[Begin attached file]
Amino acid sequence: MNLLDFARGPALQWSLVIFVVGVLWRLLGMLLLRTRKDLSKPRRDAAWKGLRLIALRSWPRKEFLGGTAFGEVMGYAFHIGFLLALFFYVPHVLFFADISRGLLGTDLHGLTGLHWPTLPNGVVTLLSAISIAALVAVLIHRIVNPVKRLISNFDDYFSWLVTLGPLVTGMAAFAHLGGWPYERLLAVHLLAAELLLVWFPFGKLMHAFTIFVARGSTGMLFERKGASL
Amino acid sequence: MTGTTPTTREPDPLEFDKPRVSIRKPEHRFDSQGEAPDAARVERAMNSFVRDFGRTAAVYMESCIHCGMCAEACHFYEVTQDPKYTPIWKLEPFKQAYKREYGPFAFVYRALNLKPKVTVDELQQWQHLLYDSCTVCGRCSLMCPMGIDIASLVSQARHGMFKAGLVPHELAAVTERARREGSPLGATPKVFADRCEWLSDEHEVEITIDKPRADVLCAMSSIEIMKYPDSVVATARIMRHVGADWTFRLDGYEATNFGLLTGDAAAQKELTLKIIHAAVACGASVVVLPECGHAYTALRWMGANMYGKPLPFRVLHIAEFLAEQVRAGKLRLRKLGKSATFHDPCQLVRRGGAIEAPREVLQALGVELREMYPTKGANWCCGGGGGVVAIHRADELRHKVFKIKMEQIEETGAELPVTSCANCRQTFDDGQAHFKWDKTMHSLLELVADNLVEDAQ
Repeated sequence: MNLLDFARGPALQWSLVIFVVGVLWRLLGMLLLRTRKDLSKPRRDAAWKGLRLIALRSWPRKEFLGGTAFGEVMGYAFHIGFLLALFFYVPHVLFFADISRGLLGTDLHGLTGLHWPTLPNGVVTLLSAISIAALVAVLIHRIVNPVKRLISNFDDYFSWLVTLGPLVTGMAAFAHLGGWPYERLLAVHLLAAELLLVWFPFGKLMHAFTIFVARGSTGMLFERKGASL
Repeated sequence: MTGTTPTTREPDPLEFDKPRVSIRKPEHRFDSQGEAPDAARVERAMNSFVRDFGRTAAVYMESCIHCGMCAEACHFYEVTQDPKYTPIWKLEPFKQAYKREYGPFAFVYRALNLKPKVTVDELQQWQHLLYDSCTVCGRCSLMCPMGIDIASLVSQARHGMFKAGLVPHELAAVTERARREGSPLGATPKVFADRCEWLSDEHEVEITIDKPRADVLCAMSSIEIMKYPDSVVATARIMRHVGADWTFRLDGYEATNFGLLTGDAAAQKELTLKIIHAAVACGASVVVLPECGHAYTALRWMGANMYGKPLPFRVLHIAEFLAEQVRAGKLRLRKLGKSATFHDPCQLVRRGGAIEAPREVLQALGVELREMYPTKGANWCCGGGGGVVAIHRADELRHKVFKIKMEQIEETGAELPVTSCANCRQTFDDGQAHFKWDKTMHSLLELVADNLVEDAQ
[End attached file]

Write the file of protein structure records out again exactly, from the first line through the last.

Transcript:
Amino acid sequence: MNLLDFARGPALQWSLVIFVVGVLWRLLGMLLLRTRKDLSKPRRDAAWKGLRLIALRSWPRKEFLGGTAFGEVMGYAFHIGFLLALFFYVPHVLFFADISRGLLGTDLHGLTGLHWPTLPNGVVTLLSAISIAALVAVLIHRIVNPVKRLISNFDDYFSWLVTLGPLVTGMAAFAHLGGWPYERLLAVHLLAAELLLVWFPFGKLMHAFTIFVARGSTGMLFERKGASL
Amino acid sequence: MTGTTPTTREPDPLEFDKPRVSIRKPEHRFDSQGEAPDAARVERAMNSFVRDFGRTAAVYMESCIHCGMCAEACHFYEVTQDPKYTPIWKLEPFKQAYKREYGPFAFVYRALNLKPKVTVDELQQWQHLLYDSCTVCGRCSLMCPMGIDIASLVSQARHGMFKAGLVPHELAAVTERARREGSPLGATPKVFADRCEWLSDEHEVEITIDKPRADVLCAMSSIEIMKYPDSVVATARIMRHVGADWTFRLDGYEATNFGLLTGDAAAQKELTLKIIHAAVACGASVVVLPECGHAYTALRWMGANMYGKPLPFRVLHIAEFLAEQVRAGKLRLRKLGKSATFHDPCQLVRRGGAIEAPREVLQALGVELREMYPTKGANWCCGGGGGVVAIHRADELRHKVFKIKMEQIEETGAELPVTSCANCRQTFDDGQAHFKWDKTMHSLLELVADNLVEDAQ
Repeated sequence: MNLLDFARGPALQWSLVIFVVGVLWRLLGMLLLRTRKDLSKPRRDAAWKGLRLIALRSWPRKEFLGGTAFGEVMGYAFHIGFLLALFFYVPHVLFFADISRGLLGTDLHGLTGLHWPTLPNGVVTLLSAISIAALVAVLIHRIVNPVKRLISNFDDYFSWLVTLGPLVTGMAAFAHLGGWPYERLLAVHLLAAELLLVWFPFGKLMHAFTIFVARGSTGMLFERKGASL
Repeated sequence: MTGTTPTTREPDPLEFDKPRVSIRKPEHRFDSQGEAPDAARVERAMNSFVRDFGRTAAVYMESCIHCGMCAEACHFYEVTQDPKYTPIWKLEPFKQAYKREYGPFAFVYRALNLKPKVTVDELQQWQHLLYDSCTVCGRCSLMCPMGIDIASLVSQARHGMFKAGLVPHELAAVTERARREGSPLGATPKVFADRCEWLSDEHEVEITIDKPRADVLCAMSSIEIMKYPDSVVATARIMRHVGADWTFRLDGYEATNFGLLTGDAAAQKELTLKIIHAAVACGASVVVLPECGHAYTALRWMGANMYGKPLPFRVLHIAEFLAEQVRAGKLRLRKLGKSATFHDPCQLVRRGGAIEAPREVLQALGVELREMYPTKGANWCCGGGGGVVAIHRADELRHKVFKIKMEQIEETGAELPVTSCANCRQTFDDGQAHFKWDKTMHSLLELVADNLVEDAQ